Calmest moments

I called my mom today after I got off work, and I could tell she was on edge because she kept asking me the same questions twice minutes after asking them the first time. I asked her what she was doing, and she said that she and my dad were getting ready to go visit Ed at the Columbarium. Since they weren’t here on the 22nd, they had planned to come see him after they came back from Monterey.

On the train ride home later tonight, I suddenly felt really solemn when I thought about all those times that Ed hated spending time alone with my parents, and all those calls he would make to me when both of them were not home to rant to me, or that brief period when he had a mobile phone, and he’d use it to call me to complain about them. As much as I love my parents, they always see the glass half empty and look for the worst in every person and every situation; it’s just the way they are, and I’m sure it has been shaped by life circumstances they have faced as well as bad experiences with others they’ve had. Ed knew this, and he couldn’t stand it. Even in their calmest moments together, Ed was always tense and uneasy; he never felt fully comfortable and was always scared of the next second when our dad would criticize him for doing something “stupid” or our mom would snap at him for something else nit-picky.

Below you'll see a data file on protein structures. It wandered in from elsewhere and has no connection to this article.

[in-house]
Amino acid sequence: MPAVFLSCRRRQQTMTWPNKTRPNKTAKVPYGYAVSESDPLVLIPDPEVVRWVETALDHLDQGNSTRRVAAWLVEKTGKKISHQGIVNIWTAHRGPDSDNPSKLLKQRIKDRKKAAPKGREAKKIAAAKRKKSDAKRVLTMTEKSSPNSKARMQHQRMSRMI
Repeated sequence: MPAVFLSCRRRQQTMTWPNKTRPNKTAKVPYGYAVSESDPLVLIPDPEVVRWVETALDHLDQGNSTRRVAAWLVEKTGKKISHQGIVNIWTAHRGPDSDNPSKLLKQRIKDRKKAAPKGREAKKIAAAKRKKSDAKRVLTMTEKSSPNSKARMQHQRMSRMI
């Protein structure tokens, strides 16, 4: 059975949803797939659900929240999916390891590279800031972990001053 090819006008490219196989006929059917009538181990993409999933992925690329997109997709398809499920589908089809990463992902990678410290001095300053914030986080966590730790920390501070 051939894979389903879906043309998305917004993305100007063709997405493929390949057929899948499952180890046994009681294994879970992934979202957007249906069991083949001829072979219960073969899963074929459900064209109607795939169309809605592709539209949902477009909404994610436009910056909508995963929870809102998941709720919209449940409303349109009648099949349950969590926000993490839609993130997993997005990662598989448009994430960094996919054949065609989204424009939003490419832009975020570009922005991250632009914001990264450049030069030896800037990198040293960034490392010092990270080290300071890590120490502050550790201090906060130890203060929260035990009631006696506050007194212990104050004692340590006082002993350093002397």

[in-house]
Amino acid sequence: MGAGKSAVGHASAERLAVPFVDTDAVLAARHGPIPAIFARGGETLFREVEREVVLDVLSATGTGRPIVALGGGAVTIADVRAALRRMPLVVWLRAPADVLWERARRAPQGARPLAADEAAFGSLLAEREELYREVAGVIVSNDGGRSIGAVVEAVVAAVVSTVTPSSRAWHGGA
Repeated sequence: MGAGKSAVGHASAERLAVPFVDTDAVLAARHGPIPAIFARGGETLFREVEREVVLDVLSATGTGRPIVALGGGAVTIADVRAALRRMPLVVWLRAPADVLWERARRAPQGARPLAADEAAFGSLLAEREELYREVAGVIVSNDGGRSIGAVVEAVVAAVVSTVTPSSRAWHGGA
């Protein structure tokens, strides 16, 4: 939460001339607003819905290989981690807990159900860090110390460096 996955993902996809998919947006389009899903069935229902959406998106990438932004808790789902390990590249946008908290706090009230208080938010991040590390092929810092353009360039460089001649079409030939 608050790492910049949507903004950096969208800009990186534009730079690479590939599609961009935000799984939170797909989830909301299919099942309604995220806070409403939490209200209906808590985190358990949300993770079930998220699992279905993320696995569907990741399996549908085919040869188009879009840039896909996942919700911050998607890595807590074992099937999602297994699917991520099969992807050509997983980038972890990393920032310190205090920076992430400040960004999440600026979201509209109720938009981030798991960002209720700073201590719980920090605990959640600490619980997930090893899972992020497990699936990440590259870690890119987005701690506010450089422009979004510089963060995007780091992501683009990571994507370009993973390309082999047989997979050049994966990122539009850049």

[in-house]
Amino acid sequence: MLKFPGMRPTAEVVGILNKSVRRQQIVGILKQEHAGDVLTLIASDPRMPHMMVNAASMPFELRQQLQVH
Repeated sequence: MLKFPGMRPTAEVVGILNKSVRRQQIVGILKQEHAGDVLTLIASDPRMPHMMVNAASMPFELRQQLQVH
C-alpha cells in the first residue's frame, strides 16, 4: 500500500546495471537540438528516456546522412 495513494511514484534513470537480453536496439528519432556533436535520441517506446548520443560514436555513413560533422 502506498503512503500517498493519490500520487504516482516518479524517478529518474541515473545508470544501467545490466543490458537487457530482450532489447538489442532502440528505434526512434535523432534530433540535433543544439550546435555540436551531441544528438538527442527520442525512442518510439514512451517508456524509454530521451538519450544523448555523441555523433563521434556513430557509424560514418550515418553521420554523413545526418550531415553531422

And when I thought about all this, I realized: the truth is that their calmest times together have been… now, when Ed is no longer of human form, and my parents go visit him on their own at the Neptune Columbarium. As depressing as that is, it is the reality of the situation. My dad can’t say anything to put him down, my mom is too overcome by her grief of losing him, now just over a year ago, that she can’t get mad about anything, and Ed… is just quiet and observes them observing him.

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